Most of us probably hope that we will never need disability benefits. But for those who qualify, they can be an important source of income.
The disability portion of the Social Security program is so big and so complex that there are law firms that specialize in helping workers navigate their way through it. Although you may never need to take advantage of disability benefits, it is good to have a working knowledge of the basics should the need arise.
There are two forms of disability benefits. One falls under the SSI (Supplemental Security Income) program, which is need-based for people with less than $2,000 in assets. The other is part of the regular Social Security program: anyone who has worked in a Social Security covered job at least 10 years may become eligible for disability benefits if he finds himself unable to work because of an illness or condition that meets Social Security’s definition of disability. We will refer to this as SSDI (Social Security Disability Insurance), but it is not to be confused with the disability portion of SSI.
For those who qualify, SSDI may be a way to avoid taking a permanently reduced retirement benefit. Let’s say you are 62, have a primary insurance amount (PIA) of $2,200, and stopped working because of some physical limitation. You may decide to go ahead and apply for early retirement benefits. If you do that, you’ll receive a monthly benefit of $1,650 (75% of $2,200).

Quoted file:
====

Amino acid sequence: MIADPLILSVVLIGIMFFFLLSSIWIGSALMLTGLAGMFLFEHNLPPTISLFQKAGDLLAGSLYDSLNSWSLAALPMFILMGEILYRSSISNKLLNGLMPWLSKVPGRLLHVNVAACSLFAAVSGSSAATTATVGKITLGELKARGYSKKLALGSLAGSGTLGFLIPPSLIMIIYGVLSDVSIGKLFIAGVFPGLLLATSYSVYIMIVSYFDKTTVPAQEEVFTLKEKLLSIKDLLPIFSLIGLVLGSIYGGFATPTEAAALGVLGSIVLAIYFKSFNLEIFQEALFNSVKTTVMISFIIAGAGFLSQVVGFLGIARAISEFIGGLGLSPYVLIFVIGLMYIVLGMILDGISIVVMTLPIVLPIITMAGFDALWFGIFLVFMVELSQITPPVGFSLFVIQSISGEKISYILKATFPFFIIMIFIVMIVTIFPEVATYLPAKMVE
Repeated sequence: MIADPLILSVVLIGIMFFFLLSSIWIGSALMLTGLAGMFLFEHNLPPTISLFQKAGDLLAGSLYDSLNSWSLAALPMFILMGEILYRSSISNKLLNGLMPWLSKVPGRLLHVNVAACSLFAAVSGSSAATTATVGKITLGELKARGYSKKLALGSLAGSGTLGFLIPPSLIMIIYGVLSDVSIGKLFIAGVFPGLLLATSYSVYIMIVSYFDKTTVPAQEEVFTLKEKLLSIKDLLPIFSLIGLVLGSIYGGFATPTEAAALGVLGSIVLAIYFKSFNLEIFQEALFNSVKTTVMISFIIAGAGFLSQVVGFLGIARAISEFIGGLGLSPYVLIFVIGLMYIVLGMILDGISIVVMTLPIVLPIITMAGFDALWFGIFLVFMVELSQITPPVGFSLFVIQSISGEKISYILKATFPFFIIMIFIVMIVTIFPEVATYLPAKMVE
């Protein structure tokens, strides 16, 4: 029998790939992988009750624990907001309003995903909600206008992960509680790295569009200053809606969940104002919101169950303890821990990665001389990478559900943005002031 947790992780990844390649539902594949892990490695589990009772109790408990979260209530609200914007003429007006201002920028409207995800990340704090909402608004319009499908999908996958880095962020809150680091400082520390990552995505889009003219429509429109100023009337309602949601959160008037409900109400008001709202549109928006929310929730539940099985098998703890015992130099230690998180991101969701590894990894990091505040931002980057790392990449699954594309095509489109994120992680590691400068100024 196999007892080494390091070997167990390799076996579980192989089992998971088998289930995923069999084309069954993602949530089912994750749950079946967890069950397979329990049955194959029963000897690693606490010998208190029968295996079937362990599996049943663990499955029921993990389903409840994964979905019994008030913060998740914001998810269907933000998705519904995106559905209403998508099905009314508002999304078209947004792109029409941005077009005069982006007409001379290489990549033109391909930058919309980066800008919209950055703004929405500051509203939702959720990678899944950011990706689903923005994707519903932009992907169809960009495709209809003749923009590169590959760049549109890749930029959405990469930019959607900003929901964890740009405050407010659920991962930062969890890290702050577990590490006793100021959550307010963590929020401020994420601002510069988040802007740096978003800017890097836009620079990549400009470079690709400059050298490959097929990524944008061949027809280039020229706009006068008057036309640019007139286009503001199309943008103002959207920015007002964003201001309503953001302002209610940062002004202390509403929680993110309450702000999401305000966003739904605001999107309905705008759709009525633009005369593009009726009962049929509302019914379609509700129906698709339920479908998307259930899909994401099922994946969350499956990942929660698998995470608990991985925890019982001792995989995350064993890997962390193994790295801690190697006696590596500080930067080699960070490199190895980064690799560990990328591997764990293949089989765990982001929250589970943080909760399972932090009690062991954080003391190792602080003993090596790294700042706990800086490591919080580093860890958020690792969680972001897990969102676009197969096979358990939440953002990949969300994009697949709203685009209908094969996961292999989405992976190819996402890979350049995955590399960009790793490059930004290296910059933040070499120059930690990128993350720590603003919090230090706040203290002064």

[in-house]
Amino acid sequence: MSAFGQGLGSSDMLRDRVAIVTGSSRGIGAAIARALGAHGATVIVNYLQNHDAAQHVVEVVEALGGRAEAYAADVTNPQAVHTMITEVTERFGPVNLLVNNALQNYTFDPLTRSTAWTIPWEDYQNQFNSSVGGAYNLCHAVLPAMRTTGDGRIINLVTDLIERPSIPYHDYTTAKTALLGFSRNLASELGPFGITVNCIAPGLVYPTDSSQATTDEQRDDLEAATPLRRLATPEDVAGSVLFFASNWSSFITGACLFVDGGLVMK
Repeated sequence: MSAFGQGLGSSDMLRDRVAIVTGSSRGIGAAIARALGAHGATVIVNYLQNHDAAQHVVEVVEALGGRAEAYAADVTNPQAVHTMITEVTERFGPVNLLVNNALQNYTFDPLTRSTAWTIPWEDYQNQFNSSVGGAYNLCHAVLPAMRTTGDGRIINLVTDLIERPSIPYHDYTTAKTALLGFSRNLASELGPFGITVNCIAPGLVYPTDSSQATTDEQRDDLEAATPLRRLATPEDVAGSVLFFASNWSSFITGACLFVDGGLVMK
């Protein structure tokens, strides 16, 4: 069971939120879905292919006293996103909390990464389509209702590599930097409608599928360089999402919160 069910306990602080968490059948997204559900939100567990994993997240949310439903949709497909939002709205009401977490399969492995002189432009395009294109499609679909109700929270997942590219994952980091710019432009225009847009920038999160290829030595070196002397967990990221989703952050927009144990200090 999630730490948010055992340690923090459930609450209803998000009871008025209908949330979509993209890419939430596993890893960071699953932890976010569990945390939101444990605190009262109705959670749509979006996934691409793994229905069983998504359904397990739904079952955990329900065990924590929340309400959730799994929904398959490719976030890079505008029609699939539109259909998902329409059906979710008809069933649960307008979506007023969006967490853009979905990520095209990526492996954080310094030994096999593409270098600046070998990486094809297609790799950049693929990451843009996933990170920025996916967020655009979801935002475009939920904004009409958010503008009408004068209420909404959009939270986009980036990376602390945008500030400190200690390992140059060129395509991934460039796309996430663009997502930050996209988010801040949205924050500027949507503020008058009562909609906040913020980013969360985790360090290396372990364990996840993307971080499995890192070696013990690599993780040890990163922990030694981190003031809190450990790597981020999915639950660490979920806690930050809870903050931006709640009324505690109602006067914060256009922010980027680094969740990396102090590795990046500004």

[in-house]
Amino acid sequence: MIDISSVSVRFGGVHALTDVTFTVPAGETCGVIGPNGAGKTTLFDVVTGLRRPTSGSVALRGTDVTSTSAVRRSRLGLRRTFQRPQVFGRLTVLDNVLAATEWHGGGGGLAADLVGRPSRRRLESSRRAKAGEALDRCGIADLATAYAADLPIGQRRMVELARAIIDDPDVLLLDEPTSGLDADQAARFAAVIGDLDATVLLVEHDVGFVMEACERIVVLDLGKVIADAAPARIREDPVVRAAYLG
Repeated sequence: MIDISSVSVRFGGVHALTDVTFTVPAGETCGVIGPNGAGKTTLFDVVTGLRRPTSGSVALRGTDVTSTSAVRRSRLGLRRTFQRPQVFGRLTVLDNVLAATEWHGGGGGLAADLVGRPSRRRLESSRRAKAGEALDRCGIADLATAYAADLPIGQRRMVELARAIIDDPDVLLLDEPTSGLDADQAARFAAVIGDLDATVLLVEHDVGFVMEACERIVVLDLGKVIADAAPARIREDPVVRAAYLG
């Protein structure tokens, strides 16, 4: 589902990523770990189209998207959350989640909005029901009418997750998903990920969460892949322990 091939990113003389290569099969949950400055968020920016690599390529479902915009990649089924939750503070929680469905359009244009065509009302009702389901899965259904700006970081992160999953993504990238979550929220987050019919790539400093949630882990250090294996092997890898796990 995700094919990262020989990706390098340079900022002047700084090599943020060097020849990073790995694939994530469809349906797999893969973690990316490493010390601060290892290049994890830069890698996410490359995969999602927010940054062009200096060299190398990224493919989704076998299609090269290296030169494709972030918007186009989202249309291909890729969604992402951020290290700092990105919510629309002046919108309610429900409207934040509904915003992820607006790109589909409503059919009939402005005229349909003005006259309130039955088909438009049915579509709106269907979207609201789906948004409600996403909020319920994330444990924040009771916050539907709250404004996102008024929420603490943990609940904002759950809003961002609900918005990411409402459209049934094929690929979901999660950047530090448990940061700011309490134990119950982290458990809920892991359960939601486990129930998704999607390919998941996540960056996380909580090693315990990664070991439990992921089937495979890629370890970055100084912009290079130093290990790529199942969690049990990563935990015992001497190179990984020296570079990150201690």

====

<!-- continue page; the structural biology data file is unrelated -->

But if you can qualify for disability benefits, you’ll receive a monthly benefit equal to your PIA, or $2,200. Then when you turn full retirement age, your disability benefit will convert to a retirement benefit in the same amount (plus cost-of-living adjustments, or COLAs).
The biggest drawback is that it’s a hassle. And the income doesn’t start right away—there’s at least a five month waiting period after the onset of the disability, during which time no benefits are paid. Most disability claims are denied at first, which is why lawyers have their work cut out for them helping workers appeal their disability rulings. But if you are under full retirement age (FRA) and have a legitimate disability claim, it may be worth it to file in order to avoid taking a permanently reduced retirement benefit.
Keep in mind that SSDI is only for workers who are under FRA (after FRA you receive your regular retirement benefit). And if you take advantage of SSDI while under FRA you may be prohibited from pursuing certain spousal strategies after FRA. For example, you aren’t able to restrict your application to a spousal benefit under the claim-now-claim-more-later strategy because you would already have an active application for your retirement benefit due to the automatic conversion from disability at FRA. You could, however, suspend the disability-turned-retirement benefit and earn delayed credits from age 66 to 70.
Here are some commonly asked questions about SSDI:
Who is eligible for SSDI?